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You can't buy experience

There's a reason pass-rushers often are viewed as the face of a defense


Haley from Richmond, KY

Missing the season yet? I know offseason is a must for teams but I'm missing having some Green Bay football to watch!

I was a zombie wandering around my house on Sunday. I didn't know what to do with myself. I'm going to have to start watching 'Westworld' or something to pass the time.

Curt from Locust Grove, GA

In response to Ryan from Madison, I think "don't leave the game in the refs' hands" is vastly different from the overtime rules. Being the better team is fine in regulation and for the refs, the problem with the OT rules is that neither team was "the better team" so why are you giving one team an advantage in overtime.

I'm glad to see the overtime conversation survived the weekend. I think I've said all there is to be said at this point. Let's just play the game until someone throws in the towel.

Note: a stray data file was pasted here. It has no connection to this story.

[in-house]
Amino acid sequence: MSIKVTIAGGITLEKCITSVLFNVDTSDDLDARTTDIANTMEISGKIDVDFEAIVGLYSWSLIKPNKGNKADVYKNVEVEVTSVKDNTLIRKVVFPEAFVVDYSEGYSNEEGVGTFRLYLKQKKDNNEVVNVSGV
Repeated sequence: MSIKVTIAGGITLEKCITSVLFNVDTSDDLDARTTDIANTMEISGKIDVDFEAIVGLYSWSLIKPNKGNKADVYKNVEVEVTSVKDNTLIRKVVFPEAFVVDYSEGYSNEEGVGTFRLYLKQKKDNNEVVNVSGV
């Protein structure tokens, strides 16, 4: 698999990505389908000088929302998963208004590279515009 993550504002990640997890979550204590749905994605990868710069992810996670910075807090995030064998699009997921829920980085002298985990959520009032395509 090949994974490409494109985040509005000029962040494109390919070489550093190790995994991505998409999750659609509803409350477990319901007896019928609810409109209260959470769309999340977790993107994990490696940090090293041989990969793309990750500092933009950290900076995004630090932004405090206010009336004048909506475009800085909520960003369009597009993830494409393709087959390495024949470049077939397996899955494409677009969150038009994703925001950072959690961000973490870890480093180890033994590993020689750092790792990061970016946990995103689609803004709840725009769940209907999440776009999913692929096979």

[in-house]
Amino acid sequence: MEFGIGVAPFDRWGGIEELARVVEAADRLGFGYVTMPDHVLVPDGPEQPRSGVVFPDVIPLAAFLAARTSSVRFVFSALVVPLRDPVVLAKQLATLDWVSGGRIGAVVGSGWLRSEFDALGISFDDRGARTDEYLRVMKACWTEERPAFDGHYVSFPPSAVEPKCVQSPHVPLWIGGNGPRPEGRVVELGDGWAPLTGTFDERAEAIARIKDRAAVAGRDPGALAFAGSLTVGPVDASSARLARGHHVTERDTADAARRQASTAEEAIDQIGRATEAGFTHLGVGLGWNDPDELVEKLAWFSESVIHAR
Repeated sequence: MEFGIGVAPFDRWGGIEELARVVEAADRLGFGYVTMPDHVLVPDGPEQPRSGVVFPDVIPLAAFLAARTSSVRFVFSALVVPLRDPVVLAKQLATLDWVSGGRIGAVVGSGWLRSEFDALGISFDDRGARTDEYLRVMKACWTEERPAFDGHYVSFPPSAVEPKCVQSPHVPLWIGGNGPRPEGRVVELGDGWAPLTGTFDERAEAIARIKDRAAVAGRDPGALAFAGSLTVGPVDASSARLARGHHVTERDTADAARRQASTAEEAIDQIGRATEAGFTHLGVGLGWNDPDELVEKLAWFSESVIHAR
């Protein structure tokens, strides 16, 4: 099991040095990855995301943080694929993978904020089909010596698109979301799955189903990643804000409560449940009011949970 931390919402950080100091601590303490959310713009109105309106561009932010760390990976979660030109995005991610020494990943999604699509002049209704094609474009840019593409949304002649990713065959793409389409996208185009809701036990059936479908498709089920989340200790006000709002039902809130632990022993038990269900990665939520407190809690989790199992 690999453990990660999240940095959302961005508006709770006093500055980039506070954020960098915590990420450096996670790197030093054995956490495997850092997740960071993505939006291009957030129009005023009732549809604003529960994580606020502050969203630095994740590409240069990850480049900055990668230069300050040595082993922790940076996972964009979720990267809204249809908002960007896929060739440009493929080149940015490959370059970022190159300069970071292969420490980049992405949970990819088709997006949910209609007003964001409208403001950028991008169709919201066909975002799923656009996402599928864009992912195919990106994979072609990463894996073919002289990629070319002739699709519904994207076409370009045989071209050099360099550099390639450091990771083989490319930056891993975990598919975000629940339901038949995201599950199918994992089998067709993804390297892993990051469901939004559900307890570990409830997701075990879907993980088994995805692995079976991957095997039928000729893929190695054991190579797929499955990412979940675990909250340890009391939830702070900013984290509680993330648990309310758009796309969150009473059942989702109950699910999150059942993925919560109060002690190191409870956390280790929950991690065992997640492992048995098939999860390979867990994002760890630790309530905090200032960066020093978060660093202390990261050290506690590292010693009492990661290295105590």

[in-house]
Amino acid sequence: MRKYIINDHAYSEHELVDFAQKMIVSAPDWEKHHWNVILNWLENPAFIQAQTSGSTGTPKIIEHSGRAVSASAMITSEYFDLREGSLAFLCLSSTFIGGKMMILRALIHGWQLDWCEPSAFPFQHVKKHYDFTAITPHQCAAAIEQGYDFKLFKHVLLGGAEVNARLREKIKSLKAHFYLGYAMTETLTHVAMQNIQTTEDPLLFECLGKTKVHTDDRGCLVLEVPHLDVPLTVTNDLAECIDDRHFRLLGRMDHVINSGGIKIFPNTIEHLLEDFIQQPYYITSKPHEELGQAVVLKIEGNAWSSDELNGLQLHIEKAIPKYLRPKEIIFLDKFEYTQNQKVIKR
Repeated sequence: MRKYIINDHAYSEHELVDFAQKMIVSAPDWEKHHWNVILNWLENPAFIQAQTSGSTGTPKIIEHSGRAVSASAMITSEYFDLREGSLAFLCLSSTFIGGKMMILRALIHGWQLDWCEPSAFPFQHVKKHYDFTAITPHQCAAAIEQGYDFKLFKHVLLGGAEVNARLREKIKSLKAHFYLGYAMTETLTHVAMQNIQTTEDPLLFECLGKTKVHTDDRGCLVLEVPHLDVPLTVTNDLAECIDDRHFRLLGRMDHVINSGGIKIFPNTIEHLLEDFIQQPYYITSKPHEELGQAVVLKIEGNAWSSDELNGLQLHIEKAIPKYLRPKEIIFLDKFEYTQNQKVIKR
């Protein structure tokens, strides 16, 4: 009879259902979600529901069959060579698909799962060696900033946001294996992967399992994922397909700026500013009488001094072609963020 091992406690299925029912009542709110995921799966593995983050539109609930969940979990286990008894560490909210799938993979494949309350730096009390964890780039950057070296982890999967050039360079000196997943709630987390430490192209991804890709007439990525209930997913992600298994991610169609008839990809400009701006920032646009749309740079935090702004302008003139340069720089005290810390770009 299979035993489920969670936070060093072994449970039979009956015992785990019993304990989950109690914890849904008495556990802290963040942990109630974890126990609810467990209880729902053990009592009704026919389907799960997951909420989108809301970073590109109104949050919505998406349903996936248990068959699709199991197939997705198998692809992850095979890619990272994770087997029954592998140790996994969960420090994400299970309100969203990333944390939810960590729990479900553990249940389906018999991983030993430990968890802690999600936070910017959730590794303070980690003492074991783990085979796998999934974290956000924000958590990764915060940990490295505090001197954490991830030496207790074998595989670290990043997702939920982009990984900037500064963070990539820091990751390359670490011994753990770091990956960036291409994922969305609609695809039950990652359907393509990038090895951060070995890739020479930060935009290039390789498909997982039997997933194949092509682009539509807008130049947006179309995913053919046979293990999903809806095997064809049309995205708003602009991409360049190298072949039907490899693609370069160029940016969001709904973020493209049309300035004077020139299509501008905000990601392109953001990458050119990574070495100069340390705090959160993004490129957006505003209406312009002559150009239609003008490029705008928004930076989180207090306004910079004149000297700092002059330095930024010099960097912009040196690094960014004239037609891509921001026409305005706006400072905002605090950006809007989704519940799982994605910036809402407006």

Bill from Bloomfield Hills, MI

Can one great pass rusher tilt the field enough?

That's what the great ones do. There's a reason pass-rushers often are viewed as the face of a defense. They're the closest to the quarterback, giving them a higher probability of generating a big play. Plays resulting in negative yardage are absolutely demoralizing for an offense. They can shift the momentum of an entire game. If you have a gifted pass-rusher, it makes life easier on the defense as a whole.

Signed as a free agent in March, TE Jared Cook caught 30 passes for 377 yards (12.6 avg) during the regular season and was an integral part of the Packers' postseason run. Photos by Evan Siegle and Matt Becker,

Stephen from Toronto, ON

Vic mentioned Lane Taylor as the player who had the biggest impact but nobody noticed. I'm going to agree with him (Joe Thomas is my choice on D). Now that the season has run its course, how would you summarize the shocking Sitton move, from what preceded it to the outcome?